Last weekend, I went to Tioman for my Open Water Diver Course. And that was when I discovered that I had a fear of diving. I was afraid, very afraid, when I first descended into the murky water and all I could were bubbles and the instructor descending in front of me. He kept signalling to me to keep breathing but I was very nervous and I ascended to the surface. After some pep talk, I descended again but I got afraid again when I did my mask clearing skills and I ascended to the surface. I said I had gastric, I said I felt like vomiting (which I did on my 3rd open water dive) and I said I might be claustrophobic. But the truth was I was afraid, I was afraid of that isolating feeling of descending into the depths of the open water.
So on the first day of the course, I only did 1 out of the 3 dives. I completed the 2nd dive as I somehow calmed myself down and mustered enough courage to do it but I couldn’t seem to do the 3rd dive. I was afraid again because this time we were going a lot deeper and I could not see the bottom as I descended. And I vomited on the 3rd time when I surfaced. Then I thought, “Maybe I can’t dive. Maybe I am not meant for diving. Maybe I am not a diver’s material. Anyhow I still have a good weekend outside of Singapore. I should not make myself miserable by forcing myself to do what I can’t.” My dive instructor came by and encouraged me (she is one encouraging lady) and told me not to give up. But deep inside my heart, I had already given up.
On the next morning, I was woken up very early by the morning prayers. And I started having a conversation with myself. I asked myself, “Am I going to leave Tioman and tell people that I have tried diving but I can’t? Is this the story that I plan on writing? Am I proud of an ending like this?” The answer is no but the question is how? I told myself I would try again, I would concentrate on breathing – exhale more than inhale to descend, inhale more than exhale to ascend. Instead of thinking how frightening it was, I have to start thinking about how cool it is to breathe underwater and how cool it is to swim among the fishes.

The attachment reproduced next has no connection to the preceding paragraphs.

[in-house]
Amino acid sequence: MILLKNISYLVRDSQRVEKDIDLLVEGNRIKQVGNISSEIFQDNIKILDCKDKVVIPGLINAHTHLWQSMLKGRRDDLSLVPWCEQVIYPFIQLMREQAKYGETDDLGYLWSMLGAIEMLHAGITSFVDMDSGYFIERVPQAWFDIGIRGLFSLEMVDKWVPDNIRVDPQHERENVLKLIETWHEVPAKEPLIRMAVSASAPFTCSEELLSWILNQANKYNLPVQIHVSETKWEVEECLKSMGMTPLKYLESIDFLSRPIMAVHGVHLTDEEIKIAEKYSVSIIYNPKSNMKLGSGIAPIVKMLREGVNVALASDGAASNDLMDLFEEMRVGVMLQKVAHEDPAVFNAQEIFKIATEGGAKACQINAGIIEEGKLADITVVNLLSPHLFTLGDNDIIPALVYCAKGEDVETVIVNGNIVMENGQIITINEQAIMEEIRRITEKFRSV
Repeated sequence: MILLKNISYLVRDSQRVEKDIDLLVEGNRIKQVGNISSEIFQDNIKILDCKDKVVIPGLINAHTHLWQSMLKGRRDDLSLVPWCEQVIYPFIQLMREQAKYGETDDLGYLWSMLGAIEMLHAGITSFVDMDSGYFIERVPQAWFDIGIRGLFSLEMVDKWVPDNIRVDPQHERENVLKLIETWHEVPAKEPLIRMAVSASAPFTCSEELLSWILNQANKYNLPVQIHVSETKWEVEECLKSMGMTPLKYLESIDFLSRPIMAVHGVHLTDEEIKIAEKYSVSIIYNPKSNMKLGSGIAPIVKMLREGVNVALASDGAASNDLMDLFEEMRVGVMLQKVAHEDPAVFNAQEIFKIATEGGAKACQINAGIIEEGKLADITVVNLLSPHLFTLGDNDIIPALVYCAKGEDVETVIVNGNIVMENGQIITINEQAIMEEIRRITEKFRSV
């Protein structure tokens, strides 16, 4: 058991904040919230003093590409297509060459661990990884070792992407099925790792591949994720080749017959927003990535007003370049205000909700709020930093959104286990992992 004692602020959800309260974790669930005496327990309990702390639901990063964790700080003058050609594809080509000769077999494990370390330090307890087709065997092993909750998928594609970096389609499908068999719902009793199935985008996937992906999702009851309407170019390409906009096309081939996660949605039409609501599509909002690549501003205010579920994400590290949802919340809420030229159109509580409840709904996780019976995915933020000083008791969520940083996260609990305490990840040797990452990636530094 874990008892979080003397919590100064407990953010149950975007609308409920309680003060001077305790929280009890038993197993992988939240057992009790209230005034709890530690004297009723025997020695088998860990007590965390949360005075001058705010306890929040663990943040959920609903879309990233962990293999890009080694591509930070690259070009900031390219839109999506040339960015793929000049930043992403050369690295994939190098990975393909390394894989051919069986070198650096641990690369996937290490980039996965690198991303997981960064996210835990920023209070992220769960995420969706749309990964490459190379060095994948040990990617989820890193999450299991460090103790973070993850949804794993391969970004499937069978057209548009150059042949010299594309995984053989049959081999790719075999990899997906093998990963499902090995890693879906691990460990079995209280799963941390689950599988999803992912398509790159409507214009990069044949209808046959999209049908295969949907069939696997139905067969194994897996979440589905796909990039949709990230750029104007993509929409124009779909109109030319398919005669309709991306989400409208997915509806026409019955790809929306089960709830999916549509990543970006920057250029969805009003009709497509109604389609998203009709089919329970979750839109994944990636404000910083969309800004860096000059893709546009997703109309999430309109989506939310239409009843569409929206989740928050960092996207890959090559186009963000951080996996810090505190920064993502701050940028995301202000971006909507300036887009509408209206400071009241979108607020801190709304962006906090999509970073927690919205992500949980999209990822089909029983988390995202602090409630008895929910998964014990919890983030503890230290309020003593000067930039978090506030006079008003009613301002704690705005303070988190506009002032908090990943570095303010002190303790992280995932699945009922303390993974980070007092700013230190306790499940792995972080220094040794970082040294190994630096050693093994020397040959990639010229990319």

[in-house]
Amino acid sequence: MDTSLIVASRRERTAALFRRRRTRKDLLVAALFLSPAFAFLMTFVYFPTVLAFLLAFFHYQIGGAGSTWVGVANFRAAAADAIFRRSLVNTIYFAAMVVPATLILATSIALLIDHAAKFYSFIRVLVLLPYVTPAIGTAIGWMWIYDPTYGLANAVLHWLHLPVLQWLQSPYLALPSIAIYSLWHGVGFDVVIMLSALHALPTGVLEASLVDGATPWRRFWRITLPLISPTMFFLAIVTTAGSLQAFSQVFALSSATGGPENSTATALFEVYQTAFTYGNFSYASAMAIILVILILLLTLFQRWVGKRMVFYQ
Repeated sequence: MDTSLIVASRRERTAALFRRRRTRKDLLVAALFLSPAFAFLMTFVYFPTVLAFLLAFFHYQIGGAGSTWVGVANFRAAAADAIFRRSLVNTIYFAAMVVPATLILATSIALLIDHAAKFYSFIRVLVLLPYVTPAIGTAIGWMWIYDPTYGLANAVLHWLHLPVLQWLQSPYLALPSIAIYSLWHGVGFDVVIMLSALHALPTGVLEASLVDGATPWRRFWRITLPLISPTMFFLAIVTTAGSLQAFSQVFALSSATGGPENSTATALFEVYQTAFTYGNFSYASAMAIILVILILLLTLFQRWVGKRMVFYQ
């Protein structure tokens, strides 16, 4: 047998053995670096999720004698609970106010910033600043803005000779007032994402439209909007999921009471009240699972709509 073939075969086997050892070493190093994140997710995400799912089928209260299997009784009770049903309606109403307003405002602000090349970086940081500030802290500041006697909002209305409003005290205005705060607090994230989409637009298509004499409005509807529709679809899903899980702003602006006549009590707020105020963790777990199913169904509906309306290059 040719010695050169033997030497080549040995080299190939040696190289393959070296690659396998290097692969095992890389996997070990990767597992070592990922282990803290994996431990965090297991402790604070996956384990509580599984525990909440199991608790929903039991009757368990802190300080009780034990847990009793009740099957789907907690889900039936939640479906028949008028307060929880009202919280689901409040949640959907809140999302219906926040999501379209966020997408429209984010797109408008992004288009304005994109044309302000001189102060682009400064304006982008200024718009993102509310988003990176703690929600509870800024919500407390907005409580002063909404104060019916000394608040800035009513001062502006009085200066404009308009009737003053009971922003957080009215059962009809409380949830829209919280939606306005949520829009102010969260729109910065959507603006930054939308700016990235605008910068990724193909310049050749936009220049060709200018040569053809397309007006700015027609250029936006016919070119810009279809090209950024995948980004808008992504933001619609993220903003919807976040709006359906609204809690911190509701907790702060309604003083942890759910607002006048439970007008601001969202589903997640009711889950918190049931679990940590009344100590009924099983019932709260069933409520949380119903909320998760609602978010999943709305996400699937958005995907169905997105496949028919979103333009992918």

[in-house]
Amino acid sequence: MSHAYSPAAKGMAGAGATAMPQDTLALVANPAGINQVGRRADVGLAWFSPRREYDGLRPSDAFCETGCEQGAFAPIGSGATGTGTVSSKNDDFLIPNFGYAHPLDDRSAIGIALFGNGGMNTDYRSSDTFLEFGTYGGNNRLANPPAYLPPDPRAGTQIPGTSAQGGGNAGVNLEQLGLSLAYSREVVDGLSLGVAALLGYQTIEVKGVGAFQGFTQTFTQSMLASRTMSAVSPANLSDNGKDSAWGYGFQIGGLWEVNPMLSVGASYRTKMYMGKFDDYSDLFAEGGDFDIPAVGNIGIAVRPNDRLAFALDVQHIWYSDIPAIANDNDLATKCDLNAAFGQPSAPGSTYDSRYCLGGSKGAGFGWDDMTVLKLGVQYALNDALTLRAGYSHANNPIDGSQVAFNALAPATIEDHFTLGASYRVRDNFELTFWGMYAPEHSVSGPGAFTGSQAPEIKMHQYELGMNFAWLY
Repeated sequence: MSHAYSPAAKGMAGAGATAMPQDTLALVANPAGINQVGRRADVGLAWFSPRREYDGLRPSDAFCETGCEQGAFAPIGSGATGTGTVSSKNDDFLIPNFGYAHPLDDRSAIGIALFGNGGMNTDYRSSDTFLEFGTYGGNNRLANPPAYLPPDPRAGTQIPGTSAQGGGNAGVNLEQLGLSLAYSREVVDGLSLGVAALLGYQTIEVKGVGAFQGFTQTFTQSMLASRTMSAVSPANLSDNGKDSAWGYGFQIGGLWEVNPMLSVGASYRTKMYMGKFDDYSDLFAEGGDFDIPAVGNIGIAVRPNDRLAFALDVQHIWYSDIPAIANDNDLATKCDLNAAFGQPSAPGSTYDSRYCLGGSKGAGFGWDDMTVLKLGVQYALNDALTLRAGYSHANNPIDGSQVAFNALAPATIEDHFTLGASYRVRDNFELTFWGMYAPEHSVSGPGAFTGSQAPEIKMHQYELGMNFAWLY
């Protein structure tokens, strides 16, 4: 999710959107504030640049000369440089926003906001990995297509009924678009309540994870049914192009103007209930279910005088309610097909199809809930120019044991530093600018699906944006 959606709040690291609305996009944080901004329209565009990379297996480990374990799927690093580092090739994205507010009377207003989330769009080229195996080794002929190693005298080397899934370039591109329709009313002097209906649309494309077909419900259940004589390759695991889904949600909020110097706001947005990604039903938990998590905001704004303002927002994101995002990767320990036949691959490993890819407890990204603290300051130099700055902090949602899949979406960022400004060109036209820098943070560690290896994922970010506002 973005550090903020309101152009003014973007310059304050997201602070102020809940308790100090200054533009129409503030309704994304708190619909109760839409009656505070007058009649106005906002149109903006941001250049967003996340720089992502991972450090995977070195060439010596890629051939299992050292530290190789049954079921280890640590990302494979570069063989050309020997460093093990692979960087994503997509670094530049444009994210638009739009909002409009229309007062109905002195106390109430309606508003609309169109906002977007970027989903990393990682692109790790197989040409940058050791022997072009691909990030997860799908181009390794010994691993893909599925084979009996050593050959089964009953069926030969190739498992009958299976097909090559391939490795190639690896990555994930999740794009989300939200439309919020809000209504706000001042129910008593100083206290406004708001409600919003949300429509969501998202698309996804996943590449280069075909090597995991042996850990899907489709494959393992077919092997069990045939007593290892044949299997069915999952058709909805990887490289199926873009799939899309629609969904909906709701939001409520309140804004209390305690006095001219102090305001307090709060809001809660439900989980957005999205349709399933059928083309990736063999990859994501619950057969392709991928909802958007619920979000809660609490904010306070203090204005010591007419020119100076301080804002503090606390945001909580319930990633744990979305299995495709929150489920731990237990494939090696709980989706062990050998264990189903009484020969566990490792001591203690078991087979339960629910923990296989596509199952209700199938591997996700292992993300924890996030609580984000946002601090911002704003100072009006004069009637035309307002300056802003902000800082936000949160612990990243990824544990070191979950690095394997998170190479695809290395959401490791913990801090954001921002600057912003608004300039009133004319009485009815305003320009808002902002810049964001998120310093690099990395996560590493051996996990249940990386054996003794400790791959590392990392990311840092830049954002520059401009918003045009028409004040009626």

So on the second day, I did more dives than the other students. Thank God as well for a great dive instructor team and they gave me differentiated learning to assist me with my slower pace of learning. I was still scared of descending into the unknown sea but I focused on breathing and I tried to tell myself how cool it is to breathe underwater. Soon, the song “Whole New World” started to play in my head and I started to be comfortable underwater. A whole new world/ a dazzling place I never knew.
And that was when I started to enjoy diving. I started to admire the school of fishes and the corals. Everything is so new and so beautiful. I saw a sea turtle, a cuttlefish, a puffer fish, many clown fishes and many beautiful and colourful fishes. And I started to get the hang of how to manipulate the body’s natural buoyancy through breathing and it was so much fun. It was a shame we didn’t have a day 3 because I would love to be underwater for a longer time. This underwater “playground” that we swum through is most certainly the highlight of the dive expedition.
What I have learnt through this experience is the danger of having a fixed mindset and how easy it is to fall into the trap of having a fixed mindset. “I can’t dive. I am not cut out for diving.”
If I have allowed these thoughts to consume me and to define me to be who I am, I will not have been able to go underwater on the second day. But I chose not to. I chose to imagine the ending of this “fixed mindset” version of the story and I chose to imagine an alternative ending. I chose to try to encourage myself because I want the alternative ending.
It is true that it is all in the mind. What kind of ending do you want to write for this part of your life journey? A story of valour and courage? Or a story of quiet desperation?